SC Questions WhatsApp, Why To Change Privacy Policy And Why To Share Data?


On Monday, the Supreme Court has asked question to Whats App’s  privacy policy to share user data in 2016, two years after it was acquired by social media giant Facebook. Supreme court Bench of five judges, headed by Justice Dipak Misra asked  WhatsApp on the first day of hearing,”  Why did you change the privacy policy and what’s the purpose for sharing user data?” The bench of the supreme court comprises of five judges and which is led by Justice Mishra Justices AK Sikri, Amitava Roy, M Santana Gouder and  AM Khanwilkar are also the part of the team.

Expressing concern over sharing of user data Justice AK Roy,  who is one of the judges on the Bench said,”  What’s bothering us is that the earlier policy was a transaction between WhatsApp and the user and now you create a mega data base to exploit it commercially.” As the bench was informed,  the Senior Advocate, Harish Salve who was at the International Court of Justice in the Hague, representing India in the Kulbhushan Jadhav case, the SC asked Advocate K.V Vishwanathan to initiate  the one day long proceedings.

Internet Freedom Foundation as an intervenor in the case, Viswanathan said that unlike  other countries, India does not have any data protection policies and in the absence of these privacy policy, government was obliged to protect the fundamental rights of its citizens. According to the new policy, WhatsApp can share all its user data with social networking giant Facebook alleging that the decision  on privacy policy  of 160 million Indian users and  the petitioners challenged WhatsApp privacy policy because it violated users fundamental right to communicate freely.

Viswanathan told the bench,  due to the 2016 whatsapp  privacy policy, “I am under fear and my communication is hampered. Life of fear, tension, anxiety and torture is not a free life.” However, the senior advocate Siddhartha Luthra denied on behalf of WhatsApp that its pre 2016 policy did not include data sharing and asserted that the company never snooped on messages or user content. He said,”What is shared is the identification number of the device, the phone number of the user, user registration detail and last access of the service by the user.”

Luthra said that in today’s rapidly developing technological world it was important to communicate with other platforms for enhanced services and it’s our promise is to provide enhanced services by sharing limited information without impinging an individual’s rights.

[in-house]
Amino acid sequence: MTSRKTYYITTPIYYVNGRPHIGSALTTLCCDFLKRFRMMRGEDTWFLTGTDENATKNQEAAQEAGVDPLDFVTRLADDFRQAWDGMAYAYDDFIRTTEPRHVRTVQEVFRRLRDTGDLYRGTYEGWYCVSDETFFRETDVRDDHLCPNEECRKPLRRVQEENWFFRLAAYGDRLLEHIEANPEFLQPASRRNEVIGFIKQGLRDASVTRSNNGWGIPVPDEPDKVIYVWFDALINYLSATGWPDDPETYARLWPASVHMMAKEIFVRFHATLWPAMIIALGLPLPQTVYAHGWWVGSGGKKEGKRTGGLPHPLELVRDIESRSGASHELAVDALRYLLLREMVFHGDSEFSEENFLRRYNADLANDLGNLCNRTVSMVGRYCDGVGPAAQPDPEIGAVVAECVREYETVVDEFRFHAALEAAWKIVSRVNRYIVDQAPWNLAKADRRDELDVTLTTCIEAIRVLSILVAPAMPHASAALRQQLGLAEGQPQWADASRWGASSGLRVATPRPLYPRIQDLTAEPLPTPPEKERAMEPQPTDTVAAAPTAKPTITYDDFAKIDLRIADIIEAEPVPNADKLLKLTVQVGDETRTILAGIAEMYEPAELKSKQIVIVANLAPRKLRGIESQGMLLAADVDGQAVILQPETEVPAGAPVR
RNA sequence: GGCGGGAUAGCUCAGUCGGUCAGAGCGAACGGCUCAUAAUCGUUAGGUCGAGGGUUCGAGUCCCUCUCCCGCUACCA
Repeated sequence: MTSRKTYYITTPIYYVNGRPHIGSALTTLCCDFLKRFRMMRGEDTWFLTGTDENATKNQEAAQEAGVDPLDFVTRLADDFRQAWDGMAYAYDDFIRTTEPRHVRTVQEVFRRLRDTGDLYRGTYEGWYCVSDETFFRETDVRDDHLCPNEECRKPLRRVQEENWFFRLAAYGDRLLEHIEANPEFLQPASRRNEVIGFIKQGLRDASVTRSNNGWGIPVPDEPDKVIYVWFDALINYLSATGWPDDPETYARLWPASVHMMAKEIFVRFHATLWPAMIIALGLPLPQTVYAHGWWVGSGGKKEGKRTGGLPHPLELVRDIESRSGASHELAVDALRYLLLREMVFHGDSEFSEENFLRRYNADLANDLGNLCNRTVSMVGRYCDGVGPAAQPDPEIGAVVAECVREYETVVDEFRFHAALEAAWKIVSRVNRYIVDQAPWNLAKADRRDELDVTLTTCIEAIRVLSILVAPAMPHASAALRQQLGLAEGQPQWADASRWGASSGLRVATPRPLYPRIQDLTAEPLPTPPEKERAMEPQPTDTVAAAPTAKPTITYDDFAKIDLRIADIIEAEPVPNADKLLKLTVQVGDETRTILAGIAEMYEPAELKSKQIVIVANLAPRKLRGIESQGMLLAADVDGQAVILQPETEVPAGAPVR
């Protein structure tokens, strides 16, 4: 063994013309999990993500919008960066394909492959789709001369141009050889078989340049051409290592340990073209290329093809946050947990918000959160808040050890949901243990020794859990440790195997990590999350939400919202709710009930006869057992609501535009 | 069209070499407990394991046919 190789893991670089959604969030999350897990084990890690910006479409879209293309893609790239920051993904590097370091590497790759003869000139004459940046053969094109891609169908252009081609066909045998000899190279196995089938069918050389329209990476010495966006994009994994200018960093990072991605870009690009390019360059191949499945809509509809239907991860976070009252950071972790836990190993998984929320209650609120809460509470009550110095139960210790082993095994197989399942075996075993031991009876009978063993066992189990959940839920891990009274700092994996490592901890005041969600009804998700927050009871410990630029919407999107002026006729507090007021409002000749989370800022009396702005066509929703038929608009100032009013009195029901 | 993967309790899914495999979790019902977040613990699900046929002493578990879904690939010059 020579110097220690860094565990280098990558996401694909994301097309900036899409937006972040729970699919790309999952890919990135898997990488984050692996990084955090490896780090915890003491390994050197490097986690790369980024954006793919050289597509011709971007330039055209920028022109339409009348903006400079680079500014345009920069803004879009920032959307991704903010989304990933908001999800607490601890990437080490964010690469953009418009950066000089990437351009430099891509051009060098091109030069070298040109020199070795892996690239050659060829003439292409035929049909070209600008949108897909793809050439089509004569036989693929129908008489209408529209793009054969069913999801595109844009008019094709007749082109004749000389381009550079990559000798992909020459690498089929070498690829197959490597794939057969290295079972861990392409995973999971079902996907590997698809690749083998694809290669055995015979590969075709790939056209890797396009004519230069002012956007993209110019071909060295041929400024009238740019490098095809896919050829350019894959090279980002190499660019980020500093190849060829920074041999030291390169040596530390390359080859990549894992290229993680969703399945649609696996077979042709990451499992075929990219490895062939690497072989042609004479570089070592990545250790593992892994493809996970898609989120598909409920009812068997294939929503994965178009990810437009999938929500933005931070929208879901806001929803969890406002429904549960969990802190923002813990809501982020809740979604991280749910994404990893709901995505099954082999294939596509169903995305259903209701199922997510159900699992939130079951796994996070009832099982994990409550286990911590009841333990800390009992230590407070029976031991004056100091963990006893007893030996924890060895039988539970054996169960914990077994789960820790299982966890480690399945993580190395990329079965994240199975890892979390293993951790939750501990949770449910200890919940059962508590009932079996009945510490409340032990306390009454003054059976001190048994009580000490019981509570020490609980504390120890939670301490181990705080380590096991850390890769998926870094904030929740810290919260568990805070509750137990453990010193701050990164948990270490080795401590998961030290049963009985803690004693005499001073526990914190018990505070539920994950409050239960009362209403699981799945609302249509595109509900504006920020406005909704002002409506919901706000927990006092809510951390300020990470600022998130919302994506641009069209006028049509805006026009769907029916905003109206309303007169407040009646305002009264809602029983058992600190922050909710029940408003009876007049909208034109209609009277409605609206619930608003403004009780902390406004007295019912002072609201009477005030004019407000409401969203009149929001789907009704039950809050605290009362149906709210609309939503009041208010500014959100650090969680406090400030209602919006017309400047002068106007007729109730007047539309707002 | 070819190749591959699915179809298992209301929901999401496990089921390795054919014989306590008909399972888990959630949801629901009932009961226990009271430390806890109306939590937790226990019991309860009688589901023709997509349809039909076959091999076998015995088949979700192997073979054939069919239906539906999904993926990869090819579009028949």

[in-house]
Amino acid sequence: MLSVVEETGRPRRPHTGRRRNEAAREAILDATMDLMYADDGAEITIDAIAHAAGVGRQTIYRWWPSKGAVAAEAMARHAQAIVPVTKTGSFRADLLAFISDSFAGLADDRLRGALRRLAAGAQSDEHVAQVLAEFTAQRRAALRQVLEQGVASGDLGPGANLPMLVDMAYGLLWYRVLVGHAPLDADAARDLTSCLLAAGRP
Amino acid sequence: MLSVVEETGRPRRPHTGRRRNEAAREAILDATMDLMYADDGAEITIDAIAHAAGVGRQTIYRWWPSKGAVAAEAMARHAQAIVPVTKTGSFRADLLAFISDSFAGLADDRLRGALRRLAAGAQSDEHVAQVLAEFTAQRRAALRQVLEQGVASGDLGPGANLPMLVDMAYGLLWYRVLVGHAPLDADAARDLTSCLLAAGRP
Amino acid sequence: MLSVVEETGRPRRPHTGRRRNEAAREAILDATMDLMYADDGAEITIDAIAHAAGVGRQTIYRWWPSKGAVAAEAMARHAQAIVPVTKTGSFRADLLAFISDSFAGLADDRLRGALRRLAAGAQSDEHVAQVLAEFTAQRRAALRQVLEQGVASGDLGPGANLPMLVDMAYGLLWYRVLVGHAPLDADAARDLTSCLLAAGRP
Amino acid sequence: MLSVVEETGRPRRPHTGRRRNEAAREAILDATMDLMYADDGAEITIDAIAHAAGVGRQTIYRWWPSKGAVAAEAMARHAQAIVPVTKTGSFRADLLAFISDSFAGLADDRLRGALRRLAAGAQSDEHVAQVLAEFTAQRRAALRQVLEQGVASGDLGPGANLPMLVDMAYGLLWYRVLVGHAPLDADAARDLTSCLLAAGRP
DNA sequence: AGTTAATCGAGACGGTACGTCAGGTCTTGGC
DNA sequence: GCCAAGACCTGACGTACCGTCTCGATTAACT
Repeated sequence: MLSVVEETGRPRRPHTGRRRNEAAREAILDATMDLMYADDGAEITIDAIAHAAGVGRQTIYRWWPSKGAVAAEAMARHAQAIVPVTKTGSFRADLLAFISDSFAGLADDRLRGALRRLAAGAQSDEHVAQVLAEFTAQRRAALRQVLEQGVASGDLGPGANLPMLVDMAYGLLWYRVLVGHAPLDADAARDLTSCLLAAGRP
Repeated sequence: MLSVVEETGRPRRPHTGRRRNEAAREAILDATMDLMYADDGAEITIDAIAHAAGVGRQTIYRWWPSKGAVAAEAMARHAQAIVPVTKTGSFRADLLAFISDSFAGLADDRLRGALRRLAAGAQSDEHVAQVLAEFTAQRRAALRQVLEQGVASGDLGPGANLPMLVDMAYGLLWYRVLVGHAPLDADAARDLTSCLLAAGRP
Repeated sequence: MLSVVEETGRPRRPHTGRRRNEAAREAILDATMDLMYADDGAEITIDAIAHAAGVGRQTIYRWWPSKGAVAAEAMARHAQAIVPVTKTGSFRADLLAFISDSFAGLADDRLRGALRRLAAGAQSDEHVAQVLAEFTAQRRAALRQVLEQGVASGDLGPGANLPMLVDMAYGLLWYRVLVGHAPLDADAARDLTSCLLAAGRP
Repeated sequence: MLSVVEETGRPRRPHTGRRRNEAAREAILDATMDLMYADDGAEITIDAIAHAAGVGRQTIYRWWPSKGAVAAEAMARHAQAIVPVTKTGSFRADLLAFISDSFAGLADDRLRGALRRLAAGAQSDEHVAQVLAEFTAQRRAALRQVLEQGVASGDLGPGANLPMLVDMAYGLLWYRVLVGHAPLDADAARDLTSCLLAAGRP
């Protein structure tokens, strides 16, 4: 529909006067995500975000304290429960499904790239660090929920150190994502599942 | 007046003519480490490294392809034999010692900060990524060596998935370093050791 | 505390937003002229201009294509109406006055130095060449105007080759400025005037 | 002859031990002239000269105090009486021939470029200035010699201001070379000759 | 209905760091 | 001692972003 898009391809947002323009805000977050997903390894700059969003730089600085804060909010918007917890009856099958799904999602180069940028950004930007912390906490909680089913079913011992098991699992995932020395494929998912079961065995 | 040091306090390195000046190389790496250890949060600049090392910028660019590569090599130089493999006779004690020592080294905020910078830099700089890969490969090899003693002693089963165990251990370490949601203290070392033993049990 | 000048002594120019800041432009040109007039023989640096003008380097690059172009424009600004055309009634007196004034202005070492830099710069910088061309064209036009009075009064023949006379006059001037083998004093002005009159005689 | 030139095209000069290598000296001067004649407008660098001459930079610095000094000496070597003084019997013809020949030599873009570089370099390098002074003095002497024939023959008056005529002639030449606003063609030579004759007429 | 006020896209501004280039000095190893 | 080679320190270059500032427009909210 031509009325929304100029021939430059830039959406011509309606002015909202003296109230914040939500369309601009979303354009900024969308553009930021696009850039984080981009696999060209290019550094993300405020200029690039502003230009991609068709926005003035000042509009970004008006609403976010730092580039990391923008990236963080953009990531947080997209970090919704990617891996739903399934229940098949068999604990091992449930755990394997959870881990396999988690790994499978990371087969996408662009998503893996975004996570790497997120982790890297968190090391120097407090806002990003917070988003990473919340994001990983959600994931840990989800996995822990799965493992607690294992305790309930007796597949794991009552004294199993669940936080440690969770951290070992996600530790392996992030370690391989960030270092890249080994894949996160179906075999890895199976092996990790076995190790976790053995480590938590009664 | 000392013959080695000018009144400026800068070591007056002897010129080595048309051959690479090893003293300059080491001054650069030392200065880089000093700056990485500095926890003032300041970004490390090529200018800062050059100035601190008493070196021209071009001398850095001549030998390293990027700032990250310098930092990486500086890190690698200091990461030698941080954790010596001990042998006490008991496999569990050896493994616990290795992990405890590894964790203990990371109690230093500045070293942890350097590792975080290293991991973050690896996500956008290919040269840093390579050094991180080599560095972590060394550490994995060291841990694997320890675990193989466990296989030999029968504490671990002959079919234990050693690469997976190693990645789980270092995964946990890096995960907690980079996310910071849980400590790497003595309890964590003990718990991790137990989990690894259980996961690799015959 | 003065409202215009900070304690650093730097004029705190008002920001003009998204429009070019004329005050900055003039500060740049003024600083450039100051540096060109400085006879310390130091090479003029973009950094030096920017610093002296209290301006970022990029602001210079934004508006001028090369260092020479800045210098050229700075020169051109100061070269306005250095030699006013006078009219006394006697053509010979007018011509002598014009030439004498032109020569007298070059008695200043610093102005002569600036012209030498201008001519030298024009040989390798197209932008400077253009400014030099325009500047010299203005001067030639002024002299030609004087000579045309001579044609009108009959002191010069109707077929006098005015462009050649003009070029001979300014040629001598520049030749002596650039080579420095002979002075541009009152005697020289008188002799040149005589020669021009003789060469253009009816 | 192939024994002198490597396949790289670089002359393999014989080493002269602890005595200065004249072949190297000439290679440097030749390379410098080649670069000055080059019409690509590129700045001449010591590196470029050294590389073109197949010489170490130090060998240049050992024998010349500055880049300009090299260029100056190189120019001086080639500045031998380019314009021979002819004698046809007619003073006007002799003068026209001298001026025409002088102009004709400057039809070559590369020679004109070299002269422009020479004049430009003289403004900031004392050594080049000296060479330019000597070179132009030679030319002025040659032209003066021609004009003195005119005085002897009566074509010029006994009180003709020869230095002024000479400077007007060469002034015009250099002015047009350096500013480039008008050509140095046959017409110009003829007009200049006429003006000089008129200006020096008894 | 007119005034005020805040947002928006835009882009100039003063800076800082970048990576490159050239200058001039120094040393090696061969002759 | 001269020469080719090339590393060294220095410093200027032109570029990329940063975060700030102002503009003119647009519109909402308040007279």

The  bench said that it breached a user’s  trust, and said,”Why do you share? If You were not sharing user data in 2012, then why have you done it in 2016? You say the name is not shared but the attributes of identity are shared. What is the need to share the attributes of identity? Now users fear what you will share in future. During first hearing on this issue, the Union government had informed a constitution bench that it was wedded to an individual freedom of choice, though it was willing to debate the finer points of law pertaining to privacy policy since the same is under consideration by another Bench of the Court in the matter of Aadhar.

The government added that the  TRAI the Telecom Regulatory Authority of India was framing a policy on data protection and also was mulling over a data protection framework. Advocate Madhvi Divan, a petitioners told the bench that the regulation in place was outdated by the technology. Pointing out social media giant, Facebook, advocate KK Venugopal, told the bench that ” if a message conveyed by A to B on WhatsApp is never seen by anybody and in no time, it will be available to perusal as all whatsapp messages are end to end encrypted by company.”

The court said,Initially WhatsApp was thought to provide communication platform to user which was safe and trustworthy but as per the new policy change it  has taken away the user trust. “You may not be sharing the name but attributes of the identity are shared,” it said. The Centre supported the petitioners, saying there was a need of regulatory regime for the user data protection.


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